Wommack to replace Blatman as CRN communications lead

By Hank Schultz

- Last updated on GMT

Wommack to replace Blatman as CRN communications lead
The Council for Responsible Nutrition (CRN) has hired an executive with extensive Capitol Hill lobbying experience to head its communications department to replace Judy Blatman, who has retired from CRN.

Brian Wommack has joined the association with the title of Senior Vice President of Communications. According to CRN, Wommack was a partner at the law firm Cameron LLP, where he led the strategic communications practice, working closely with all three branches of the federal government, state governments, major global corporations, trade associations, and charitable foundations. According to the organization, Wommack helped promote and protect reputations and managed risk. 

In a position to help people

On his second day on the job, Wommack said he’s still meeting staff and stakeholders and getting his feet wet. But he said some things became clear to him even during the interview process.

“CRN is a great organization. They are in a space where they are helping people to lead healthier lives,” ​Wommack told NutraIngredients-USA.

“I have worked in a number of industries where you can’t say that,” ​Wommack said. “For example, as a young lawyer I worked on tobacco litigation, where we were defending the people’s right to use a legal product.”

Helping with Capitol Hill

Brian Wommack

Wommack’s Capitol Hill experience does open up intriguing future possibilities for the position. The dietary supplement industry is currently wrestling with how to rebuild a durable set of champions in Congress. Historical stalwarts former Iowa Democrat Sen. Tom Harkin and Sen. Orrin Hatch, R-UT are either retired or soon to be. And more recent supporters such as Rep. Jason Chaffetz, R-UT have resigned, or in the case of Rep. Jared Polis, D-CO, are running for governor.

Wommack said CRN already has a dedicated government relations group headed by Mike Greene, senior vice president of government relations, so he wouldn’t presume to dictate policy there. But he said he has experience to offer, “Any place where there is a strong intersection between communication, public policy and the law.”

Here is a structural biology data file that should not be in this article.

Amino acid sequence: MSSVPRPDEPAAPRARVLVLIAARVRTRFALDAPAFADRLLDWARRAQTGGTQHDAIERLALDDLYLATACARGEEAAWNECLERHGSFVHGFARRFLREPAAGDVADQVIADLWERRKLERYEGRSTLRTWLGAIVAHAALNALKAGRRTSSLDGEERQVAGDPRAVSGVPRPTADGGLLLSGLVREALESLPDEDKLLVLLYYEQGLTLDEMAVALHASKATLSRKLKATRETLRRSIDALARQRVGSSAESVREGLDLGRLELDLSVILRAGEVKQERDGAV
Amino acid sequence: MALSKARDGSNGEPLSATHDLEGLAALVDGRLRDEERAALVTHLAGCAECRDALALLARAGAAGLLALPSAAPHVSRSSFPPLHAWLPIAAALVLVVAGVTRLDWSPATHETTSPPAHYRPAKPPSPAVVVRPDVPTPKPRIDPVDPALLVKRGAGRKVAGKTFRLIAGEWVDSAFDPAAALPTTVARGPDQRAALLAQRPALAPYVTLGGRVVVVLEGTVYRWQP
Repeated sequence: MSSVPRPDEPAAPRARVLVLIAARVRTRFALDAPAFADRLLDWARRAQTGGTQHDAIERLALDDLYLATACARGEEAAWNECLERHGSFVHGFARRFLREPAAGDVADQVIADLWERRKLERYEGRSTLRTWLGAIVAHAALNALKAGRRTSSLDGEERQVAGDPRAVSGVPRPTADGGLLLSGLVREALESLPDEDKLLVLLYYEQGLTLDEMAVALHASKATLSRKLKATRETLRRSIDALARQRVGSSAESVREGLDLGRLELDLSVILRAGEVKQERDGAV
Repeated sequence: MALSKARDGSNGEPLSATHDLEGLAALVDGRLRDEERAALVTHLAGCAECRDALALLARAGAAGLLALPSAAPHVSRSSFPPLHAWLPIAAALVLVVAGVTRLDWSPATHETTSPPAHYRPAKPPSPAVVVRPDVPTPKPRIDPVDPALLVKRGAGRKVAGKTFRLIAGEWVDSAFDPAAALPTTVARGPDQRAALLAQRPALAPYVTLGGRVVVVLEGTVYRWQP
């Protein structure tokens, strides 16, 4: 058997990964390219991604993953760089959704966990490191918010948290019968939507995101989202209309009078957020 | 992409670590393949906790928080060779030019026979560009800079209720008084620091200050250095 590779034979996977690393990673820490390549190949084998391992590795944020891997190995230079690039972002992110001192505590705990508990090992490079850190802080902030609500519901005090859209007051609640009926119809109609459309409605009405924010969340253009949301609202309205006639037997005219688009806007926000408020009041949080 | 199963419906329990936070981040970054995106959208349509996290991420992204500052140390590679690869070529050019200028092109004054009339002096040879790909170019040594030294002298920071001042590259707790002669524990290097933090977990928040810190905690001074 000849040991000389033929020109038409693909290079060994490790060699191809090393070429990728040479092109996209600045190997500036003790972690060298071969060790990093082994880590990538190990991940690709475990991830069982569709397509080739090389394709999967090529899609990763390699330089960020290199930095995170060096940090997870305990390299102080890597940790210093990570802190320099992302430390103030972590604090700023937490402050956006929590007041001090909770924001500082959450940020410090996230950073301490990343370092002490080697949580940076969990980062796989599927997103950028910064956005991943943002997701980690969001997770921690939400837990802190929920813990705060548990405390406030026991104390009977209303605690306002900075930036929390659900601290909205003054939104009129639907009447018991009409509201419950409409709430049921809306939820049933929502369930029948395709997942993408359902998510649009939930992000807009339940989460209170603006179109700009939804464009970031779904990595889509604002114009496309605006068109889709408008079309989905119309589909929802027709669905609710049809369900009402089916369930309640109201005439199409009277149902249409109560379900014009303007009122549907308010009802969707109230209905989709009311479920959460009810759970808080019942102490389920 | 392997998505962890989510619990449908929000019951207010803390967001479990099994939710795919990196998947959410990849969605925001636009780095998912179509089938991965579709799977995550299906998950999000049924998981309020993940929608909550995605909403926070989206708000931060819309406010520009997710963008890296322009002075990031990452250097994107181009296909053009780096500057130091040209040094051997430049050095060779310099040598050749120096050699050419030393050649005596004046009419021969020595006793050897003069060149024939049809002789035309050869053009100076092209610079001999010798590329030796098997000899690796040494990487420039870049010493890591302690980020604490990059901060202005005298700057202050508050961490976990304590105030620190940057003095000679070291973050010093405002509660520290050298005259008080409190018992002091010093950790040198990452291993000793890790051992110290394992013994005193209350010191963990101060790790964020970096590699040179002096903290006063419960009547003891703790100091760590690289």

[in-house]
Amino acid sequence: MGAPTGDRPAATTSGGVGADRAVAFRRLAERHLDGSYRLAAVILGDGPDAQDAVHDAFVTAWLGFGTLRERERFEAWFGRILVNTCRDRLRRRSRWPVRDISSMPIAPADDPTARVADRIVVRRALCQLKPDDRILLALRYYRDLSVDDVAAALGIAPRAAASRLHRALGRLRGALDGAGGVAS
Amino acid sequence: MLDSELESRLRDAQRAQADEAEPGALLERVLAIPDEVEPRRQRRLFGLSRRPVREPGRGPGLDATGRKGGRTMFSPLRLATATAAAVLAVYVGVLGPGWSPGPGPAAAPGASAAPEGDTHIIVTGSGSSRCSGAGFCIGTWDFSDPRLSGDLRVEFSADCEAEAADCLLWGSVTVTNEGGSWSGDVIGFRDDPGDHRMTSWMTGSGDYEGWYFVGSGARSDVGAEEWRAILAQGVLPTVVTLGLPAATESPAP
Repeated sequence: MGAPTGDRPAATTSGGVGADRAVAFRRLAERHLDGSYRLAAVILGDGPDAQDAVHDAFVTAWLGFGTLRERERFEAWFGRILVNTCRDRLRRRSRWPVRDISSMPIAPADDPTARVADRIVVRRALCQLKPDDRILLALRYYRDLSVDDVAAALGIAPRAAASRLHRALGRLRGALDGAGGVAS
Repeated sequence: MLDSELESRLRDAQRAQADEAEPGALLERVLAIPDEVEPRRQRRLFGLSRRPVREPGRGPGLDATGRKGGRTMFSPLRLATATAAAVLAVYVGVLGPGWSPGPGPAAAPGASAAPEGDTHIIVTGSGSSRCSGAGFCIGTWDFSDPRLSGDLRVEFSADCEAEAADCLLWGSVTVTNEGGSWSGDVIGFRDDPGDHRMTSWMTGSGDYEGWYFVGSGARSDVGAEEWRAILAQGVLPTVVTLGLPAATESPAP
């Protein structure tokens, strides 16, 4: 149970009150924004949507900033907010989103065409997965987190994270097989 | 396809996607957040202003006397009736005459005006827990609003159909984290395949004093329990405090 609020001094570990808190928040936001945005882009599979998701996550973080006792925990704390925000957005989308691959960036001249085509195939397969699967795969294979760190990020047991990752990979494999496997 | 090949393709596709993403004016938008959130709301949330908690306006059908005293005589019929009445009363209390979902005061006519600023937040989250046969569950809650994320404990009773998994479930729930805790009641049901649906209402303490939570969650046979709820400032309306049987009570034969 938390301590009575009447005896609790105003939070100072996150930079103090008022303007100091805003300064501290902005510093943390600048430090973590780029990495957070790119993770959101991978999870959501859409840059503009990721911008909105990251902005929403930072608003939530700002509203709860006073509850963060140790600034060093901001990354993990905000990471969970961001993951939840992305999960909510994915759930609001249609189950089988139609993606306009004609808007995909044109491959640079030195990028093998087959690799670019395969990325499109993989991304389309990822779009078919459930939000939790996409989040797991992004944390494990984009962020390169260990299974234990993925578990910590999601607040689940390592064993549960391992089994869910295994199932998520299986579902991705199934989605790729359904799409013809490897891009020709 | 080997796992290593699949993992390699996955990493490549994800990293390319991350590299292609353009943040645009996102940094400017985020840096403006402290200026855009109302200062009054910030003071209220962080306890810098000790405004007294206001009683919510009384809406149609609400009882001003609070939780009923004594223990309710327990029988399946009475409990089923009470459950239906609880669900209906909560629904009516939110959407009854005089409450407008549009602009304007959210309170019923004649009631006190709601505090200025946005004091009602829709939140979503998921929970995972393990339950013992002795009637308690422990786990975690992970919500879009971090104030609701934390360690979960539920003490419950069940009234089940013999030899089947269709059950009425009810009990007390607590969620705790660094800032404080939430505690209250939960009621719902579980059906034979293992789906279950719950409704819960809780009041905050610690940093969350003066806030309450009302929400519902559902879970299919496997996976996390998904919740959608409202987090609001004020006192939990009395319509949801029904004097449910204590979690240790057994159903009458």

“I am going to be an ally in that, shaping a message that shows policy makers who we are and how we help people,”​ he said.

Changing information landscape

Wommack said any modern communications executive has to take into account how the information landscape has changed. Facebook, Twitter, Instagram and other platforms have revolutionized how companies get their message out to industry and to consumers.

“The traditional ways of doing things are still important and still work. The printed word, whether on the page or on the screen, is still ‘of record.’ But we wouldn’t be serving the interests of our members well if we didn’t take all of these new modes into account,” ​he said.

Prior to working at Cameron, Wommack served as senior vice president and management supervisor at Powell Tate | Weber Shandwick, a strategic communications and public affairs agency in Washington, DC. According to CRN, during his seventeen-year tenure there he created and directed strategic, integrated communications programs to promote and protect client reputations and to engage audiences.

“Brian brings a uniquely diverse background as a public affairs counselor, a lobbyist, and a lawyer, and his in-depth communications experience working with a variety of industries and entities, including trade associations and government agencies, gives CRN a new competitive edge,” ​said Steve Mister, president & CEO of CRN. “His proven track record, whether executing successful proactive initiatives or mitigating crises, gives us the utmost confidence in his ability to lead CRN’s communications. We look forward to having him on board to serve as a trusted strategic resource for our members and to successfully manage and protect the reputation of our industry.”

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